China detains 6 more suspects in milk scandal; high melamine levels found in Cadbury items


BEIJING — Chinese authorities detained six more people in the country’s contaminated milk scandal amid increasingly strenuous efforts to restore public trust in Chinese-made food products.

The suspects were detained in Hohhot, in northern China’s Inner Mongolia region, for allegedly mixing the industrial chemical melamine into raw milk, a city spokeswoman said Monday.

The spokeswoman, who refused to give her name as is common with Chinese bureaucrats, said the six were being interrogated. She declined to say when the detentions took place or give other details.

The arrests followed an investigation into two major Chinese milk companies based in Inner Mongolia, the official Xinhua News Agency said.

The move brings the number of people being held in connection with the scandal to 32.

Word of the detentions came a day after health officials in Hong Kong found high levels of melamine, a chemical used to make plastic and fertilizers, in chocolate made in China by British candy maker Cadbury.

Milk powder containing melamine has been blamed for killing four babies and sickening more than 54,000 children with kidney stones and other illnesses in China.

The scandal has sparked global concern about Chinese food imports and recalls in several countries of Chinese-made products including milk powder, cookies and candies.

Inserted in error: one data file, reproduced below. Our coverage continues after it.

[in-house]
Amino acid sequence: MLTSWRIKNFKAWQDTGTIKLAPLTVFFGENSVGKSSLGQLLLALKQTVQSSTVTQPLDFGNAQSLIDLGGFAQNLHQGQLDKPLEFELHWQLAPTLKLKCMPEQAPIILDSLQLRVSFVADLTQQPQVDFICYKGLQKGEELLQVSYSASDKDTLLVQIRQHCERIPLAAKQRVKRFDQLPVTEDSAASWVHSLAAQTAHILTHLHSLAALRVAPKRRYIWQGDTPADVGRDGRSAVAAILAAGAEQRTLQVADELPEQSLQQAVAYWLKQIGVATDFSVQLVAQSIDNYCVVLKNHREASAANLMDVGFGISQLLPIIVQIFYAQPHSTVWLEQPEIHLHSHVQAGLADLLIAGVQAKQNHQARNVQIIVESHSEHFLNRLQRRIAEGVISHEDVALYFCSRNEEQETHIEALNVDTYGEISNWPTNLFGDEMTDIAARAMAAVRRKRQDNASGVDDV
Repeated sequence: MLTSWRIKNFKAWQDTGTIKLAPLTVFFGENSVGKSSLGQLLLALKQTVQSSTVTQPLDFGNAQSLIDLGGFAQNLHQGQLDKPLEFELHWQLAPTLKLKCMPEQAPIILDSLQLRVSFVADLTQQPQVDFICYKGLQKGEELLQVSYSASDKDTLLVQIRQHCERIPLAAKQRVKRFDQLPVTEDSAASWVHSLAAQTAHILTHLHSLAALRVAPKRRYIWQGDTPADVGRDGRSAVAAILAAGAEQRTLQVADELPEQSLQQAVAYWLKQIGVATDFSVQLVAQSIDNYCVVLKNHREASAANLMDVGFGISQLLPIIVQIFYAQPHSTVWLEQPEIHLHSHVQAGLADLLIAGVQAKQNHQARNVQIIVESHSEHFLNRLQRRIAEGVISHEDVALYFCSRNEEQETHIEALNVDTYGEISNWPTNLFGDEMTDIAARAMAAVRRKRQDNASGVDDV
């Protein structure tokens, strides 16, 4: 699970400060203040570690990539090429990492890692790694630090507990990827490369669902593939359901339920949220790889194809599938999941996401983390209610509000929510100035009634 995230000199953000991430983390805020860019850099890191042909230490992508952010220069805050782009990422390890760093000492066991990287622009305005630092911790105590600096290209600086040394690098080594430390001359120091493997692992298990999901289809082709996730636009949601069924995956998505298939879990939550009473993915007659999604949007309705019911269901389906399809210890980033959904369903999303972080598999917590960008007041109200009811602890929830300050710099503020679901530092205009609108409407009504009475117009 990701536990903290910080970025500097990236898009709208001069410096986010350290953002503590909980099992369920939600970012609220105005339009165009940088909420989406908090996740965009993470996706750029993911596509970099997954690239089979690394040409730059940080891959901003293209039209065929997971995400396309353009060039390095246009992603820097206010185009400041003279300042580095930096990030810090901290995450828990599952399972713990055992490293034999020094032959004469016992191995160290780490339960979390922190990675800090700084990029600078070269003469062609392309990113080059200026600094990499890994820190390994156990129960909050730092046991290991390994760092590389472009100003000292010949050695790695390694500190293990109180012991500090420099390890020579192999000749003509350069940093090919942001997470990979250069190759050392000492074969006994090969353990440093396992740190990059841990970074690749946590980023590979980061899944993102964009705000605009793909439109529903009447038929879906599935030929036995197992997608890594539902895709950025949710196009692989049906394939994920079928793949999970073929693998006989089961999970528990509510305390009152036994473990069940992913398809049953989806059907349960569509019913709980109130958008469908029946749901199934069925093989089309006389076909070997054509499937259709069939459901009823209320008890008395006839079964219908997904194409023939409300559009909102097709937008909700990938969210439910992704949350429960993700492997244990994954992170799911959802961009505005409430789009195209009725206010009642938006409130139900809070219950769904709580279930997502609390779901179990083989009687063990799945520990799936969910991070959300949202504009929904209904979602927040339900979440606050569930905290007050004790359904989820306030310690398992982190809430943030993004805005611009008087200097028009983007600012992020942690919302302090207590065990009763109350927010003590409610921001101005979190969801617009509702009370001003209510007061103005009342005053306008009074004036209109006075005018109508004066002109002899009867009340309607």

In Hong Kong, officials said Sunday they found melamine in samples of two chocolate products made by Cadbury at its Beijing factory. The chocolates are among 11 Chinese-made products already recalled by the company in parts of Asia and the Pacific.

Hong Kong’s Center for Food Safety said Cadbury’s Dairy Milk Hazelnut Chocolate Bulk Pack contained 56 parts per million of melamine, while Dairy Milk Cookies Chocolate contained 6.9 parts per million. The city’s legal limit for melamine is 2.5 parts per million.

Calls to Cadbury offices in London and the Asia-Pacific went unanswered Sunday.

In Iran, the Health Ministry said it has imposed a ban on imports of dairy products from China until further notice, according to state radio. The ministry has assigned health workers to destroy suspect Chinese dairy products on the Iranian market.

China has struggled to contain public dismay and growing international concern over the latest scandal, castigating local officials for negligence while promising to raise product safety standards.

China’s quality watchdog said Sunday no melamine was found in tests of milk powder produced after Sept. 14, when the melamine contamination scandal broke.

The General Administration of Quality Supervision, Inspection and Quarantine said tests of 129 batches of baby formula and 212 batches of other kinds of milk powder turned up no signs of melamine contamination.

Quality supervisors have been stationed in baby milk powder production facilities since the scandal broke to oversee the process.

Chinese authorities believe suppliers trying to boost output diluted their milk, adding melamine because its nitrogen content can fool tests measuring protein content.

The Agriculture Ministry, meanwhile, said it is providing subsidies to Chinese dairy farmers badly hit by declining demand for milk. Many farmers have been tossing out raw milk as they are squeezed by feed costs they cannot recoup because of waning demand.

The ministry’s statement did not give details of the subsidy plan.